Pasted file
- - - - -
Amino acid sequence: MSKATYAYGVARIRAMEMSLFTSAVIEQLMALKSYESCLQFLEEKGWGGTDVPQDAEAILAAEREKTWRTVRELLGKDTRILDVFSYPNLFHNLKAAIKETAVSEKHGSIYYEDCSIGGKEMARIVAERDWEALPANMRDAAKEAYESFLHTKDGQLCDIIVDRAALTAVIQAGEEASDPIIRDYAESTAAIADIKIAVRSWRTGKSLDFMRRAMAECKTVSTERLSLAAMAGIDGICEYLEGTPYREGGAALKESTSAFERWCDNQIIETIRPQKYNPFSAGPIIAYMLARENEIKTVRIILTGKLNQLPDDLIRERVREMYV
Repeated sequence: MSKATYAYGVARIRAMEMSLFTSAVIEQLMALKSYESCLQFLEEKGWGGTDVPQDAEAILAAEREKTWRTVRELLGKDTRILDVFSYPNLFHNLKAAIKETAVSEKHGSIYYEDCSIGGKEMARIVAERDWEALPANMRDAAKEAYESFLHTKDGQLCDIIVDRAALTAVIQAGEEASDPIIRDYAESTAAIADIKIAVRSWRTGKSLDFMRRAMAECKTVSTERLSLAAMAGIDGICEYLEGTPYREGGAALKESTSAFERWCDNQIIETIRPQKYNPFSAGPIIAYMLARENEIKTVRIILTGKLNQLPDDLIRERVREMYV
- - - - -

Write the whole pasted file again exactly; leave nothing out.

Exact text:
Amino acid sequence: MSKATYAYGVARIRAMEMSLFTSAVIEQLMALKSYESCLQFLEEKGWGGTDVPQDAEAILAAEREKTWRTVRELLGKDTRILDVFSYPNLFHNLKAAIKETAVSEKHGSIYYEDCSIGGKEMARIVAERDWEALPANMRDAAKEAYESFLHTKDGQLCDIIVDRAALTAVIQAGEEASDPIIRDYAESTAAIADIKIAVRSWRTGKSLDFMRRAMAECKTVSTERLSLAAMAGIDGICEYLEGTPYREGGAALKESTSAFERWCDNQIIETIRPQKYNPFSAGPIIAYMLARENEIKTVRIILTGKLNQLPDDLIRERVREMYV
Repeated sequence: MSKATYAYGVARIRAMEMSLFTSAVIEQLMALKSYESCLQFLEEKGWGGTDVPQDAEAILAAEREKTWRTVRELLGKDTRILDVFSYPNLFHNLKAAIKETAVSEKHGSIYYEDCSIGGKEMARIVAERDWEALPANMRDAAKEAYESFLHTKDGQLCDIIVDRAALTAVIQAGEEASDPIIRDYAESTAAIADIKIAVRSWRTGKSLDFMRRAMAECKTVSTERLSLAAMAGIDGICEYLEGTPYREGGAALKESTSAFERWCDNQIIETIRPQKYNPFSAGPIIAYMLARENEIKTVRIILTGKLNQLPDDLIRERVREMYV